This Pink Anniversary~

Today, Tuesday, is an anniversary of sorts for me.
It isn’t an anniversary connected to Chuck, since it happened after he died.
And yet, it is entirely connected to him.
Because today is the day, 5 years ago, that I picked up my new Ford Escape from the garage, and the man, I’d taken it to after buying it from the dealer.
I took it directly from the dealer to a man named Anthony, who had his own garage.
He and I had spoken a week or so earlier, when I’d called him and told him that I was looking for someone to create a shade of pink for me and paint my car in the created color.
I shared with him the Love story that Chuck and I had for 24 years. I told him what Chuck said about me wearing pink after his death. He knew I’d need color around me. I told him about our Happily Homeless travels for our last 4 years together. I told him that I was staying on the road, alone, and I was terrified and devastated and didn’t know how to do it, but I was doing it.
The price he gave me was just too high for me, but I told him how very much I appreciated that he listened to me and we hung up.
Not half an hour later, Anthony called me up again and quoted me a lower price. He really wanted to create a color for me and paint my silver car.
The first shade of pink that he did was too dark, and I told him to lift the brown out, and add a creamy white, but that I didn’t need to see the second shade. Paint my car in the color you get and it will be the exact right shade.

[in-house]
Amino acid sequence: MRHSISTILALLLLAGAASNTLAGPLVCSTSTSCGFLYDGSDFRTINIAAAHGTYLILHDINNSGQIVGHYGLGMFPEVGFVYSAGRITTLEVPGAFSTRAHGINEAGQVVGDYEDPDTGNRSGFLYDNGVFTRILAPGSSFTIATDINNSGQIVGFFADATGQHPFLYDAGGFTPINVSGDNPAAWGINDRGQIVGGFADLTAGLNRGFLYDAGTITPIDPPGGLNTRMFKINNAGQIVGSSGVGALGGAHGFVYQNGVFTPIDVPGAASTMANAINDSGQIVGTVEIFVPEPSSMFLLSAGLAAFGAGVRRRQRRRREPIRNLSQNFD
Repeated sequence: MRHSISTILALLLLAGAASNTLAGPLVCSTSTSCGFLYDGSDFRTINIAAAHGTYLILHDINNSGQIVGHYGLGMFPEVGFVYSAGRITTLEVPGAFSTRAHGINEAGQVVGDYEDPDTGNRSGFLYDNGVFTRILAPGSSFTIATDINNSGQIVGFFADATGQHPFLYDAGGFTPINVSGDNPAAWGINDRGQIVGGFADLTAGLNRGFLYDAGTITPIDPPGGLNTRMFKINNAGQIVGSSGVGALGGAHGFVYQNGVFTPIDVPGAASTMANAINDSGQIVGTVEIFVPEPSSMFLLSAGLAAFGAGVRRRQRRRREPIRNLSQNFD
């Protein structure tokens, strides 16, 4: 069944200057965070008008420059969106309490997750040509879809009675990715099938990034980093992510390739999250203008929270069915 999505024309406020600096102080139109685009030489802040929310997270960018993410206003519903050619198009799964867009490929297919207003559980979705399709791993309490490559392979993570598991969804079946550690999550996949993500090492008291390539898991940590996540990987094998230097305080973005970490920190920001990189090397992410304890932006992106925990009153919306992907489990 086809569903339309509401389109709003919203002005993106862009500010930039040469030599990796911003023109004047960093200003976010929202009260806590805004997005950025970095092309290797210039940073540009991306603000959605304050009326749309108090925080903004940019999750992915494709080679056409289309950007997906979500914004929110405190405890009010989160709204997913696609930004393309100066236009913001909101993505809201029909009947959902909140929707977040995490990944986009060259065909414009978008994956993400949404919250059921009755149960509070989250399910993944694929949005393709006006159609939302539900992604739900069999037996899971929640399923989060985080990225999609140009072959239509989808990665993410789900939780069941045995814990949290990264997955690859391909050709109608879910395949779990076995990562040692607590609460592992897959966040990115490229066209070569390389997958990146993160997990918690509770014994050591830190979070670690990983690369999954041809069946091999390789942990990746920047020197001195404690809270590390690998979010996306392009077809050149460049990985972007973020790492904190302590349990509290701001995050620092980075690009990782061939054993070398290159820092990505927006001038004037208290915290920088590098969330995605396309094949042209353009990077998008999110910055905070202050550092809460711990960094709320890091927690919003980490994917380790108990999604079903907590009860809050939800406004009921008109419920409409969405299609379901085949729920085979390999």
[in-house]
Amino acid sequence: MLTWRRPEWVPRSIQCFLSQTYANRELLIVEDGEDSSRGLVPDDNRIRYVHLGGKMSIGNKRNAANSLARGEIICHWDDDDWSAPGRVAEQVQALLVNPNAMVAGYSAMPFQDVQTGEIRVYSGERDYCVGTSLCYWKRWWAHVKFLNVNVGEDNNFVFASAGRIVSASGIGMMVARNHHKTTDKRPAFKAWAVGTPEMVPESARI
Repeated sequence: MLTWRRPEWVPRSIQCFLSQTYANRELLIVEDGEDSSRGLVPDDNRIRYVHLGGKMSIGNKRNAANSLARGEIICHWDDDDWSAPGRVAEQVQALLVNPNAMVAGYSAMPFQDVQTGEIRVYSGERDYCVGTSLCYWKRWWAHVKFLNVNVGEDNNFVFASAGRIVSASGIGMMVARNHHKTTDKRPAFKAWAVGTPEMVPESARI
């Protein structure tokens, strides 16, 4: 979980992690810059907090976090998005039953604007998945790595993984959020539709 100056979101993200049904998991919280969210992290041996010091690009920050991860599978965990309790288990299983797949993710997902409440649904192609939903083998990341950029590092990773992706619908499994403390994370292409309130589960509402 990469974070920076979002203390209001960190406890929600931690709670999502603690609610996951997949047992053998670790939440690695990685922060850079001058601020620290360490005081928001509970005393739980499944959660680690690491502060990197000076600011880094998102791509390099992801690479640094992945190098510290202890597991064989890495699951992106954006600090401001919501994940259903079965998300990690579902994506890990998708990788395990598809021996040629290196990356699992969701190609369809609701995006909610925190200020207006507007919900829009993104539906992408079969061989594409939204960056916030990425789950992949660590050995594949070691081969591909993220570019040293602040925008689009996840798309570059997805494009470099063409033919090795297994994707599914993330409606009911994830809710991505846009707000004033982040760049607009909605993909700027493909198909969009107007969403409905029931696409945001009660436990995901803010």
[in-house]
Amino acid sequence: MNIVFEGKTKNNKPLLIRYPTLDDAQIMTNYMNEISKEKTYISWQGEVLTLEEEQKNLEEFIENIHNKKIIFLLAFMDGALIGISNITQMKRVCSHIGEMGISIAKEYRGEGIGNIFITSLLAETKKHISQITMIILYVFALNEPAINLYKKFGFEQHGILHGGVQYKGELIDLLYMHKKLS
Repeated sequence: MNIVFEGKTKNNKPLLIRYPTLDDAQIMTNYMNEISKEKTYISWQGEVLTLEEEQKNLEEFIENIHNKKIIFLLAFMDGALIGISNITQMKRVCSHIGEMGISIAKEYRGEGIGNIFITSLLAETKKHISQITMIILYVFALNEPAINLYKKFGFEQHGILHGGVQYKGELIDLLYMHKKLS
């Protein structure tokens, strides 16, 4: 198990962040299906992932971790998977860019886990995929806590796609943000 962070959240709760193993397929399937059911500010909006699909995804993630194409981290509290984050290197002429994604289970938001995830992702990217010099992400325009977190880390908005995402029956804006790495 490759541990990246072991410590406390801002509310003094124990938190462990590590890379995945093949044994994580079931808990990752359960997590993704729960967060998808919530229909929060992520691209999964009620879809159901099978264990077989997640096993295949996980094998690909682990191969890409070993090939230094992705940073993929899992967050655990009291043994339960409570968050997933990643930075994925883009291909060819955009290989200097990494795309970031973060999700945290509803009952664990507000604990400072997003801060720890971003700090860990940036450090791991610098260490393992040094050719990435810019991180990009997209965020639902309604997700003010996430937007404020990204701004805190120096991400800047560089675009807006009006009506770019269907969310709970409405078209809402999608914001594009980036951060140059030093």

A couple weeks later I went with my daughter to pick up my car. She cried and I cried when I saw it, and we cried more when Anthony handed the can to me, with the formula for the paint on it…and the name he’d named it.
The name….
It’s to give you courage to return to the road on your own Anthony said.
Chuck’s Watchin’ Over Me was what he’d named the color.
God, did I cry.
And a few months later, I bought my tiny trailer. It’s a T@b Teardrop, and before taking it off the lot, I gave the guy my paint can with the formula on it and said anything that’s yellow, paint it pink! 16114600_1227243173997281_3474194353379356472_n
I was terrified to return to the road on my own. My heart was shattered into pieces and it felt as if a meat slicer was in my chest. Alternatively, it felt as if my heart had been seized from my chest and thrown on the ground and a sharp-edged ax was slicing at it haphazardly.
I’d never camped and I’d never towed anything.